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Scaling Up and Student Agency


by Connie Goddard - April 15, 2021

This commentary responds to and builds on a previously published TCR article titled “Getting to Scale With Moral Education.”

A few weeks ago, TCR ran an intriguing article titled “Getting to Scale With Moral Education,” using the brief history of the Chicago Manual Training School (1884–1904) as an example of a model school that intended to be replicated, but wasn’t. The article analyzed the myriad reasons why that did not happen. As such, it raises a host of valuable questions about the concept of getting to scale, the possibility of fostering subtle traits, such as morals by fiat, and the intentions of manual training and related progressive-era innovations. Given that educators and policy makers are still perplexed by dichotomies the era brought to the fore—in particular, academic versus practical education—the article resonates with a host of contemporary concerns. Among them are those raised in Michael Sandel’s new book, The Tyranny of Merit, which questions the outcomes of our valorizing academic expertise at the expense of common sense.


As someone who shares with Jane McCamant, the article’s author, an interest in the Chicago Manual Training School (CMTS), I was fascinated by the questions she raises, and I have shared some of these with her. Her current work focuses on moral education and authority in parochial schools, and mine on progressive-era manual training schools and the long-term consequences of related issues great and small. For example, were there similarities between CMTS and the Laboratory School? Why did John Dewey ignore CMTS when it was under his purview? And, most important today, was the northern philanthropists’ drive to establish manual training and industrial schools in African American communities wholly racist?


For the past few years, I have been delving into the history not only of CMTS but also of an iconic—in the Deweyan sense—school in New Jersey known for most of its life (1886–1955) as the Manual Training and Industrial School for Colored Youth (MTIS). Among things apparent when comparing the priorities that some New Jersey authorities—MTIS was a boarding school largely supported by the state—had for the school and how students put their education to use is student agency. One of the state’s intentions for the school may have been to produce workers for industrial agriculture, but its graduates had other ideas; they opened small businesses—as electricians or mechanics or beauticians, dressmakers or carpenters—or took the trade they learned at MTIS and used it to pay for higher education. Dewey advocated those forms of industrial education that made students masters of their own fate, which appears to be what graduates of both CMTS and MTIS were equipped to do—though the starting line for the former was far ahead of that for the latter.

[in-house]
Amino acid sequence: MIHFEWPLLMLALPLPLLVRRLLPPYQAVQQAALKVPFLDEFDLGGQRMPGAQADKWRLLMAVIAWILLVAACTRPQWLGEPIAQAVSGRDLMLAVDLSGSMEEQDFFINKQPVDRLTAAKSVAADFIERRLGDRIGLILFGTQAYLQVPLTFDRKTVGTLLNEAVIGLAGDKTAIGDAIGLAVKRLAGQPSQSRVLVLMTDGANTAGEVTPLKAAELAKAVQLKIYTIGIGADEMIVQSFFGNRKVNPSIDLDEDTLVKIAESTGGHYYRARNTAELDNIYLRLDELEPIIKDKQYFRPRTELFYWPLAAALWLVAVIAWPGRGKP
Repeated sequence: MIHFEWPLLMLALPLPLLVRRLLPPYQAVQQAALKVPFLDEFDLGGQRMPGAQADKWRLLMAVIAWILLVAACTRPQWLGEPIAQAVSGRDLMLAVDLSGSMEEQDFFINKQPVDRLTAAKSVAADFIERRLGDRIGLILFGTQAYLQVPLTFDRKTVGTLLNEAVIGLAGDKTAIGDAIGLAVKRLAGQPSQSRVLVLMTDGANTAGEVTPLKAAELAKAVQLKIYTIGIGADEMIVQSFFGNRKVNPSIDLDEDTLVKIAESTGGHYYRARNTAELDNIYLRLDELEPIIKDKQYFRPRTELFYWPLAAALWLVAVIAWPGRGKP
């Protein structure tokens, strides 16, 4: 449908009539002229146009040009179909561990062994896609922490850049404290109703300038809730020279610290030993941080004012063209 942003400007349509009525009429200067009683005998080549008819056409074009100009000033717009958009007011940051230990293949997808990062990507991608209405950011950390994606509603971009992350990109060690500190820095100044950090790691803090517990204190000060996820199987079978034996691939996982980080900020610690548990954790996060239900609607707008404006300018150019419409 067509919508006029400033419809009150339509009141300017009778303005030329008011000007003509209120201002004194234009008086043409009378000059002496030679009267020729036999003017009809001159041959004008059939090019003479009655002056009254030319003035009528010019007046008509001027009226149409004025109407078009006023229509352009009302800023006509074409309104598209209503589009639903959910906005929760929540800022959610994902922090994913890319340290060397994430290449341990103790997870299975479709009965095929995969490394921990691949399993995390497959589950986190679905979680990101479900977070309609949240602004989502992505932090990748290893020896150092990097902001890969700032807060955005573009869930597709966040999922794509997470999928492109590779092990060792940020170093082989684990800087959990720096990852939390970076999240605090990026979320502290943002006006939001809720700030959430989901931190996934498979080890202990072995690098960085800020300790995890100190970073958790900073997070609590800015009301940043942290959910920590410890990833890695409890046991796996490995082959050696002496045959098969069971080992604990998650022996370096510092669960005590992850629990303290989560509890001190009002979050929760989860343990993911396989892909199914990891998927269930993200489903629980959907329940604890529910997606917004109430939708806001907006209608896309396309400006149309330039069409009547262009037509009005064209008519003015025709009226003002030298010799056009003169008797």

Reading Dr. McCamant’s article and listening to Dr. Sandel’s book, I am wondering whether the lesson of both is that too much discourse about schools focuses on the intentions of those in charge rather than on the priorities of those affected. And have the former, with all their grand ideas, ignored the practical use the latter will make of those ideas? A third school I’ve been studying, North Dakota’s State Normal and Industrial School in Ellendale, was founded as the state’s Manual Training School in 1899 but soon “went where the crowd led,” in the words of its first principal. It offered a host of courses that enabled students at a variety of ages to learn bookkeeping and farm mechanics, or to teach in country schools, and thus either launch or enhance their work lives in ways that suited them. In 1915, when Dewey, David Snedden, and others were arguing over whether secondary schools should offer a comprehensive education to all or direct some into trade programs, the little school in Ellendale had become, in the words of its then principal, a “living symbol of democracy.”


McCamant asks why attributes of the CMTS resisted “getting to scale”—a valuable question, but perhaps reformers and policy makers should instead ask, as Sandel indirectly suggests, What practical use are students making of the schooling they are getting? And then respect them for their choices, even if they do not include a four-year degree. As those making policy for secondary and higher education address challenges of adapting to a post-COVID environment, they might look at uses students have made of past reforms—and consider those lessons as well.


References

McCamant, J. (2018). Getting to scale with moral education: The demands of reproducibility and the case of the Chicago Manual Training School (1884–1904). Teachers College Record, 120(7), 1–38. (This was rerun in mid-January 2021)

Sandel, M. J. (2020). The tyranny of merit: What’s become of the common good? Farrar, Straus and Giroux.





Cite This Article as: Teachers College Record, Date Published: April 15, 2021
https://www.tcrecord.org ID Number: 23676, Date Accessed: 10/23/2021 8:17:23 AM

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About the Author
  • Connie Goddard
    Independent scholar and journalist
    E-mail Author
    CONNIE GODDARD, Ph.D., is an independent scholar who began her interest in the history of education while working and studying at Teachers College in the 1970s. She received a doctorate from the University of Illinois at Chicago in 2005 and has taught at schools and prisons in New Jersey, Chicago, and Romania. Her book about manual training schools, titled for now "Schooling Hands and Heads," is currently being considered for publication. Visit her website for more information.
 
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